New Los Angeles Lakers coach Mike D'Antoni spoke of his desire to bring Showtime back to Los Angeles during his introductory news conference, and privately he told players that the team should be scoring 110 points per game.
I'm sure Lakers fans are excited about the offensive potential of the team under D'Antoni. The fact that Steve Nash is one of his true believers and that D'Antoni has apparently already bonded with Kobe Bryant certainly diminshes the pain of failing to sign Phil Jackson for a third time.
Right now Bryant's 26 points per game are tied for the league lead and he is currently the only guard in the NBA who ranks in the top 20 in field goal percentage.
It's reasonable to think that Bryant's scoring numbers will increase under D'Antoni even if his efficiency suffers due to the assumed focus on the Nash and Howard pick-and-roll option.
If Bryant can continue to shoot 50 percent from the field and the Lakers begin to win games under D'Antoni, there is a chance that Bryant can barge his way into the NBA's MVP discussion, but would he be further away from his sixth NBA title?
There was plenty of talk about the Lakers offense under D'Antoni but no one seemed that inclined to discuss defense. And when it was mentioned, Bryant's casual dismissal of the concept echoed D'Antoni's approach for most of his career.
"He said we should be scoring 110 points a game, or something like that," said Bryant, who isn't worried about how the veteran Lakers will play defense. "How many defensive players do you need on one team? At some point, you just throw the ball out there and let us figure things out on our own, which is really what we do best, and that's what we're going to do."
Of course Bryant is correct, and the veteran Lakers are very capable of scoring 110-115 points per game, but eventually they will have to stop someone on defense. So far the Lakers' defensive strategy seems to begin and end with Dwight Howard.
And that's assuming Howard eventually returns to 100 percent of the player he was before being injured.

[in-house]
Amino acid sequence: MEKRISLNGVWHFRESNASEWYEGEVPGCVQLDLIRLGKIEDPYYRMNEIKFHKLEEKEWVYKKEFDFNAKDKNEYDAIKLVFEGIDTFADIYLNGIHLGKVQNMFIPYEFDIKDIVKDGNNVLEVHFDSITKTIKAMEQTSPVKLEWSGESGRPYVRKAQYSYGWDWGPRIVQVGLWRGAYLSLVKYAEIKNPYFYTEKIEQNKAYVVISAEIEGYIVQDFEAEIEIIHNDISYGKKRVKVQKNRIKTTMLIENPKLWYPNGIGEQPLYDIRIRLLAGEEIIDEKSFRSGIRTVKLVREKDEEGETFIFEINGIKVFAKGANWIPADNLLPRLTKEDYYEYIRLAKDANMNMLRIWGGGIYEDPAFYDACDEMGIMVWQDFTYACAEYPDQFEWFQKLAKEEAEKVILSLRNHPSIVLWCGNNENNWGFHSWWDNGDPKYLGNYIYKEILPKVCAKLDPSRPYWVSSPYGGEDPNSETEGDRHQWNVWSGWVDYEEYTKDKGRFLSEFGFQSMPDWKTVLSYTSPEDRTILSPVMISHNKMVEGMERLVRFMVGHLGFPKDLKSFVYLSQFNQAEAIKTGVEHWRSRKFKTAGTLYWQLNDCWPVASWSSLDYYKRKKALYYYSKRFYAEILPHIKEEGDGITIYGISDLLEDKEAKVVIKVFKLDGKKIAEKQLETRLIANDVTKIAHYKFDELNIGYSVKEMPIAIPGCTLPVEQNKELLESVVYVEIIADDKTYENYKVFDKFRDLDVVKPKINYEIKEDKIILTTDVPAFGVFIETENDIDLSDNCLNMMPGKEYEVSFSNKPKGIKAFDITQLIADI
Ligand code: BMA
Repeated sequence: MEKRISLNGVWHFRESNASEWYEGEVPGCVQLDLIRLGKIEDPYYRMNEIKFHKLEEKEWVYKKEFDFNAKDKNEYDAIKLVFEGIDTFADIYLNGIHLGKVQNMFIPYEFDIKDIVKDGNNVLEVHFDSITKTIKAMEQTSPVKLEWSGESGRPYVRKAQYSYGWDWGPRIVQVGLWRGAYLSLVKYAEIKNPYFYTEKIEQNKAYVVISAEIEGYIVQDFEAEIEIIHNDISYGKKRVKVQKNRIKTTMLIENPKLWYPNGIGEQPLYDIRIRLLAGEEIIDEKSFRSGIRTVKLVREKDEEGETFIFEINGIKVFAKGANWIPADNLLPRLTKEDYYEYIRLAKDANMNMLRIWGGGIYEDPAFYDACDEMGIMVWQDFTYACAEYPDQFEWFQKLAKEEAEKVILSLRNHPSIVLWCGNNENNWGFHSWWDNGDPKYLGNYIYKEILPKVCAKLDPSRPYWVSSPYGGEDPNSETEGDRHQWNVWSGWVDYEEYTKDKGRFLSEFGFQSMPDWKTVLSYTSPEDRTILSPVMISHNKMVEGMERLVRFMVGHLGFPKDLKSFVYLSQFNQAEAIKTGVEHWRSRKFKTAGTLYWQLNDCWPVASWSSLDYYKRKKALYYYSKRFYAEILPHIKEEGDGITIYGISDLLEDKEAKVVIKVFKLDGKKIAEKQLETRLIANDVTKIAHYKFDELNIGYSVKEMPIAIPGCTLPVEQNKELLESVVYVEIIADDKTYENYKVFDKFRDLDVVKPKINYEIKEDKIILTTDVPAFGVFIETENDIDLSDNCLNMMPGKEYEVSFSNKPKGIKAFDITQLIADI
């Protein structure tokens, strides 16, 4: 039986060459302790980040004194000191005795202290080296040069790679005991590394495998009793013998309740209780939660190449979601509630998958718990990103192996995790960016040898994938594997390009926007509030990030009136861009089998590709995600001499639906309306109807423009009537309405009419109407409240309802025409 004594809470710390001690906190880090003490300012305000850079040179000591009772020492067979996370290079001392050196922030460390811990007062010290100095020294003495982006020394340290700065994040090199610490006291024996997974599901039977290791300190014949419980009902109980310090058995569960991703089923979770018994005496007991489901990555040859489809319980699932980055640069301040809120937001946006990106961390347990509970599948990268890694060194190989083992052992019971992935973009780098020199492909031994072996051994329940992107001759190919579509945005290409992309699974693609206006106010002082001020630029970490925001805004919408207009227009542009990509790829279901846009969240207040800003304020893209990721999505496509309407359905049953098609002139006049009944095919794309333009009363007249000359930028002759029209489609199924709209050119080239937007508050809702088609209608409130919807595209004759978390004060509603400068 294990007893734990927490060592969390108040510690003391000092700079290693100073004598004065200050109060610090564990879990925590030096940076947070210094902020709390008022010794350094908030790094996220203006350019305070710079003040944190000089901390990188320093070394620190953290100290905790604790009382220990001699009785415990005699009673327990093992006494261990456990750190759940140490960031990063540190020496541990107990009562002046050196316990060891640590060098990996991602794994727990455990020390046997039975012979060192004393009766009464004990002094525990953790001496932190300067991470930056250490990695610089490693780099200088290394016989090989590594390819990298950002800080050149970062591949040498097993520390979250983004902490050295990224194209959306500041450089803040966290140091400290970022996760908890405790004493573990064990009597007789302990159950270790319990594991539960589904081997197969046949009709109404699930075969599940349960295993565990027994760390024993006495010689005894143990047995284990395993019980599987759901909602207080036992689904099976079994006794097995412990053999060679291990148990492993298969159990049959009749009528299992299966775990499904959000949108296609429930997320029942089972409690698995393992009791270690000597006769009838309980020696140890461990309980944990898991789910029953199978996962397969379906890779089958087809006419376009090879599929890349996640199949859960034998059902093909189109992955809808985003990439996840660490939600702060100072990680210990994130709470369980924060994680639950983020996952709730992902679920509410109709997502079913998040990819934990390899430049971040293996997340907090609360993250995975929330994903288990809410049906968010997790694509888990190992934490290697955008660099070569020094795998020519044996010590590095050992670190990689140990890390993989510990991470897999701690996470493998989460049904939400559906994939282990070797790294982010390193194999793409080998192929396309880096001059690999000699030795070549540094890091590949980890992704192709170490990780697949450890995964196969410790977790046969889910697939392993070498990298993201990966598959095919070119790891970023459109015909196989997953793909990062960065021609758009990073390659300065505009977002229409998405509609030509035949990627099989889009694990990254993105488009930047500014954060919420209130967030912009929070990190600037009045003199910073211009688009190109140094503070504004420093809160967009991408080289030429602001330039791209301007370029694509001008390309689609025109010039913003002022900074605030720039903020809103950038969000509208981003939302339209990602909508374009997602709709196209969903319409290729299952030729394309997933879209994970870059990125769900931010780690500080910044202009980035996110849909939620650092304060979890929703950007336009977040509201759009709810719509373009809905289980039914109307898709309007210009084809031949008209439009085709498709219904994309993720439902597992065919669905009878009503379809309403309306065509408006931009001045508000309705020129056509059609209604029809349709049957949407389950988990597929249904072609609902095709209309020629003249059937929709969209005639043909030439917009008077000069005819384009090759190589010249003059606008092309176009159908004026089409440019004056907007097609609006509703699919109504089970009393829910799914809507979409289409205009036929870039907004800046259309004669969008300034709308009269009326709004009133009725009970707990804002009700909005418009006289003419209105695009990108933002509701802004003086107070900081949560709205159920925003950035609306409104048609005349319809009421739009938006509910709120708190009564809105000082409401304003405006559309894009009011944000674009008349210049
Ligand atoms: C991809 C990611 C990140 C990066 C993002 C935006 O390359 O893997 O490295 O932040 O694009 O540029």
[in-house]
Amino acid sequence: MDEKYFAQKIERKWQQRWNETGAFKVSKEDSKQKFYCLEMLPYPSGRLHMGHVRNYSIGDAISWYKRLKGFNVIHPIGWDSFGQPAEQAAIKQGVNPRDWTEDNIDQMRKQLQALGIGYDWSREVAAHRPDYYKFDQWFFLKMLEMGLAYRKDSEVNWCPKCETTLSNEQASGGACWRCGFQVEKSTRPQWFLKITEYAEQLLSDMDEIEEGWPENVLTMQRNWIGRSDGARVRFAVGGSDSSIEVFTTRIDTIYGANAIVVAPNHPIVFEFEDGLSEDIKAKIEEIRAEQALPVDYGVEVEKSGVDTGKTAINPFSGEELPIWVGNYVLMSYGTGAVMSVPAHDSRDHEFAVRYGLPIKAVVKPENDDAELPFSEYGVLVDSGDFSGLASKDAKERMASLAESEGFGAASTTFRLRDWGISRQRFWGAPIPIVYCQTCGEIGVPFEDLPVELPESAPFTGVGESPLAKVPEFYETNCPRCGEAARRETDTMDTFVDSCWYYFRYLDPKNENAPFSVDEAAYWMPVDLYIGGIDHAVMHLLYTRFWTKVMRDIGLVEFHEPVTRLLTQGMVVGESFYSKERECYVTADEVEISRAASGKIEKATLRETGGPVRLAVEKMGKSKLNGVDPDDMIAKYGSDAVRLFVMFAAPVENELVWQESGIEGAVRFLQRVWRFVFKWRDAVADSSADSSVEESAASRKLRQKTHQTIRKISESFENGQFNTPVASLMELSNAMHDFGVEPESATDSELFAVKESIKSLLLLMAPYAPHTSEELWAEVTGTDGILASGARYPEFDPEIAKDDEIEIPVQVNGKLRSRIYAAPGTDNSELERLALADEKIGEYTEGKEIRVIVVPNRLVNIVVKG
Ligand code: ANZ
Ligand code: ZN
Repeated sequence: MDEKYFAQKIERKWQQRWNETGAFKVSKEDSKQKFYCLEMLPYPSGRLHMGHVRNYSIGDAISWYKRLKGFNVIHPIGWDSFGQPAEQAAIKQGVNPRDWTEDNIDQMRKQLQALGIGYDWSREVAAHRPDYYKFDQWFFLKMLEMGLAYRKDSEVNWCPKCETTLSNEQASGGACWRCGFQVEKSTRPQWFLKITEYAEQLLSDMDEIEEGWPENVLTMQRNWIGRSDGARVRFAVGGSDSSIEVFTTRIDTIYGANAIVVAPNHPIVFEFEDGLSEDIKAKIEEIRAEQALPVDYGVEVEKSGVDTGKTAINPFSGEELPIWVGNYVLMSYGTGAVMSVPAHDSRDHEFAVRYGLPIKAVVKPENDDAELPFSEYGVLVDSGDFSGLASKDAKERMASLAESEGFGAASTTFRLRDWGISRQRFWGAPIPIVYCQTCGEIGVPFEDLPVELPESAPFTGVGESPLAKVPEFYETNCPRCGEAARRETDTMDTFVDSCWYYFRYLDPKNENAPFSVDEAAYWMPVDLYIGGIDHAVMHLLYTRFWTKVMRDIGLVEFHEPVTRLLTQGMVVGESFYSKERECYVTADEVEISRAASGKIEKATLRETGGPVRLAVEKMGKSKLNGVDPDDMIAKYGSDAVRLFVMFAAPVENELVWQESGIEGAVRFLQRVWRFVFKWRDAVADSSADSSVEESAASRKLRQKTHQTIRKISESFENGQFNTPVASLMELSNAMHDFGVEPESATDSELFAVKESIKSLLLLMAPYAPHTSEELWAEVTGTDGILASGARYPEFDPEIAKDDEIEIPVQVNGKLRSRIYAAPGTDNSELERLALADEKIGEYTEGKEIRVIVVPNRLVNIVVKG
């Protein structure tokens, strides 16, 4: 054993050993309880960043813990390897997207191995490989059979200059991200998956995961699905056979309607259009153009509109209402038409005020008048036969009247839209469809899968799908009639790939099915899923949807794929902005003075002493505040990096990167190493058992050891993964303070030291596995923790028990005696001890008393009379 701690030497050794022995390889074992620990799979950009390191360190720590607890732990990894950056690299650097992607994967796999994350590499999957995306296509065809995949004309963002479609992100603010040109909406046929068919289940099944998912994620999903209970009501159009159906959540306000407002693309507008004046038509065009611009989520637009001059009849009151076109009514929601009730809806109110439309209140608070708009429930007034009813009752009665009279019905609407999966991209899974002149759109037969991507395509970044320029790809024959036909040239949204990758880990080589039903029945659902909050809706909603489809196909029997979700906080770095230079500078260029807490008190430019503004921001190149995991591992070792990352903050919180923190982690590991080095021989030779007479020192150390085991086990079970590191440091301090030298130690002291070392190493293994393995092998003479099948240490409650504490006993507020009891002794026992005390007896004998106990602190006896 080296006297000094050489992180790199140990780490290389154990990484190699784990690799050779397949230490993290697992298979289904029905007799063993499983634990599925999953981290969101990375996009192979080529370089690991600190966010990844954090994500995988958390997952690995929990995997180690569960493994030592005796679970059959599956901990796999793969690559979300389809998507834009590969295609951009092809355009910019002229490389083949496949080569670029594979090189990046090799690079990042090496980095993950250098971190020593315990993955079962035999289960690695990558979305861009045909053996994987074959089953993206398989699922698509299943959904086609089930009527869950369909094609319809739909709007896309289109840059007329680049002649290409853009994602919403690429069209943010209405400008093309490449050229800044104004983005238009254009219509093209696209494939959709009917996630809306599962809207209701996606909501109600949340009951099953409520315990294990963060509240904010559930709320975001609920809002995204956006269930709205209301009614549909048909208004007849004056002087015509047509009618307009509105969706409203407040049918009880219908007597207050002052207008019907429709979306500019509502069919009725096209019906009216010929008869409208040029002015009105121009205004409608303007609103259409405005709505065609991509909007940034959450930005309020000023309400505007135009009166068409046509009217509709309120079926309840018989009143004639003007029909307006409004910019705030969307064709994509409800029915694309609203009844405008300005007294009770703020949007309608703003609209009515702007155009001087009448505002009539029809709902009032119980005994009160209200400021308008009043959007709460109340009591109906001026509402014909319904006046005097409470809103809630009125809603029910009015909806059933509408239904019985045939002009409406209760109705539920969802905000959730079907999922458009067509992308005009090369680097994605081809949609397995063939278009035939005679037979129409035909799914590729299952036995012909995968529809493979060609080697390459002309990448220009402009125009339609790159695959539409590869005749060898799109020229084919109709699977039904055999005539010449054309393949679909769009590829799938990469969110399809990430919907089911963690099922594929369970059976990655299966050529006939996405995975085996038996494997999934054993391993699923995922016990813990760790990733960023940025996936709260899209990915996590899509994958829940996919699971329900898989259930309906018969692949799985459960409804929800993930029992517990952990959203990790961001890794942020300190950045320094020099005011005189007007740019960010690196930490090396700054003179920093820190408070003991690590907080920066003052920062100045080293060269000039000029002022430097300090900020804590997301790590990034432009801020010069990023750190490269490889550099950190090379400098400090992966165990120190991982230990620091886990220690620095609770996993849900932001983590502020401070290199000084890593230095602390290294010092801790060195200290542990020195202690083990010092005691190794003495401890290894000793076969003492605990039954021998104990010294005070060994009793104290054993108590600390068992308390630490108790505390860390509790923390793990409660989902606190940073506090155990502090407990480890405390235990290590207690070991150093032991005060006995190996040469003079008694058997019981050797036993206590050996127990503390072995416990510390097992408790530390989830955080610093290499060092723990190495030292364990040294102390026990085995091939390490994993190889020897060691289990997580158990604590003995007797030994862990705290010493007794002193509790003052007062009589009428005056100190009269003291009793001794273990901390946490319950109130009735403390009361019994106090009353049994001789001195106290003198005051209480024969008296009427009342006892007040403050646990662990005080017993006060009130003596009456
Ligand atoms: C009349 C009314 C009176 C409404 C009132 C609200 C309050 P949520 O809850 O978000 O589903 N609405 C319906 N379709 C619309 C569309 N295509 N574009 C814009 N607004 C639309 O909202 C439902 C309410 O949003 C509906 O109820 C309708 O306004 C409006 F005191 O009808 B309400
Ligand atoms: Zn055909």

Unfortunately, wishing Howard a speedy recovery is a poor strategy for defense, but what more can you expect from a coach who has ignored the concept during his career?
D'Antoni's vision for the Lakers is good for Nash, Gasol and Howard on the offensive end, and it could be great for Bryant, but do you really believe it will ultimately be Finals' worthy for the Lakers?
Does it really matter if the Lakers average 115 points per game, and Bryant shoots more than 50 percent from the field, if the opposition averages 120?
Throwing the ball out and hoping for the best is no way to build a strong defense, and after Bryant makes a valiant case for his second NBA MVP Award the Lakers will finally understand the benefits of a good defense once they lose to one in the 2013 postseason.
D'Antoni's style has never worked in the playoffs and there is no reason to believe that it will work now, regardless of who is on the roster.
The Lakers offense will score plenty of points and they will be one of the most exciting teams in the NBA, but flash with no substance will never survive in Los Angeles, unless you are the Clippers.
I would love to see a resurrection of the Showtime Lakers, but in order to make that comparison D'Antoni will have to prove that his team that is ready to win right now can really win right now.
D'Antoni has proven that he can mold league MVPs, and Bryant could possibly affirm that opinion this season.
Lakers fans would certainly applaud a 34-year-old Bryant prevailing in a MVP contest against the likes of LeBron James and Kevin Durant, but it would be much sweeter if that award was of the Finals' variety.
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